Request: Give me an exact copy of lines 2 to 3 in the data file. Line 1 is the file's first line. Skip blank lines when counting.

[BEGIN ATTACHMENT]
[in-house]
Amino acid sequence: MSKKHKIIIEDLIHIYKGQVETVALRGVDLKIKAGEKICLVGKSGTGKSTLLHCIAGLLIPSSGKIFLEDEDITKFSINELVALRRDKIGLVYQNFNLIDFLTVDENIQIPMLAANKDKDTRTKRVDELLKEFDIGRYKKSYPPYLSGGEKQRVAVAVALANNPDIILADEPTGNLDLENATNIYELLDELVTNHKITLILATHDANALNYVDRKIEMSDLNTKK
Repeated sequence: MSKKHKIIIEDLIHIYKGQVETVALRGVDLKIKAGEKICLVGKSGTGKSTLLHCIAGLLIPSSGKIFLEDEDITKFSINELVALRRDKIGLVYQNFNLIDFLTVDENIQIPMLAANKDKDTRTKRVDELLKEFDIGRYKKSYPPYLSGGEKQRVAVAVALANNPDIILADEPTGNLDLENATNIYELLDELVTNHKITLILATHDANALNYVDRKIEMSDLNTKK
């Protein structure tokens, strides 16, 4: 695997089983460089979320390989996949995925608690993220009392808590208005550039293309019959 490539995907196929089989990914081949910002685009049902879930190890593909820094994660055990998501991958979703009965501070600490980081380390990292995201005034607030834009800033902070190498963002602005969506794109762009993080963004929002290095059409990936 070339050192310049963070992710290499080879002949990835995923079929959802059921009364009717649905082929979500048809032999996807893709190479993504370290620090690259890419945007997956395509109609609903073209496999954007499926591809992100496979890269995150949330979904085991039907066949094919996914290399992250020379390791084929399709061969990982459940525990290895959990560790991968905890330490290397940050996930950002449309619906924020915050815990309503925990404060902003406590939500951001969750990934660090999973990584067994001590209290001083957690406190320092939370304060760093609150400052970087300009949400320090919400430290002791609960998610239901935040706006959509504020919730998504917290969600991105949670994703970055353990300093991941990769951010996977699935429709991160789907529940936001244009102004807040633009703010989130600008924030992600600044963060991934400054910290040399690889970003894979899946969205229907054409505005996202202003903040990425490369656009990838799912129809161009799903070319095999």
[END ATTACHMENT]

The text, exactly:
Amino acid sequence: MSKKHKIIIEDLIHIYKGQVETVALRGVDLKIKAGEKICLVGKSGTGKSTLLHCIAGLLIPSSGKIFLEDEDITKFSINELVALRRDKIGLVYQNFNLIDFLTVDENIQIPMLAANKDKDTRTKRVDELLKEFDIGRYKKSYPPYLSGGEKQRVAVAVALANNPDIILADEPTGNLDLENATNIYELLDELVTNHKITLILATHDANALNYVDRKIEMSDLNTKK
Repeated sequence: MSKKHKIIIEDLIHIYKGQVETVALRGVDLKIKAGEKICLVGKSGTGKSTLLHCIAGLLIPSSGKIFLEDEDITKFSINELVALRRDKIGLVYQNFNLIDFLTVDENIQIPMLAANKDKDTRTKRVDELLKEFDIGRYKKSYPPYLSGGEKQRVAVAVALANNPDIILADEPTGNLDLENATNIYELLDELVTNHKITLILATHDANALNYVDRKIEMSDLNTKK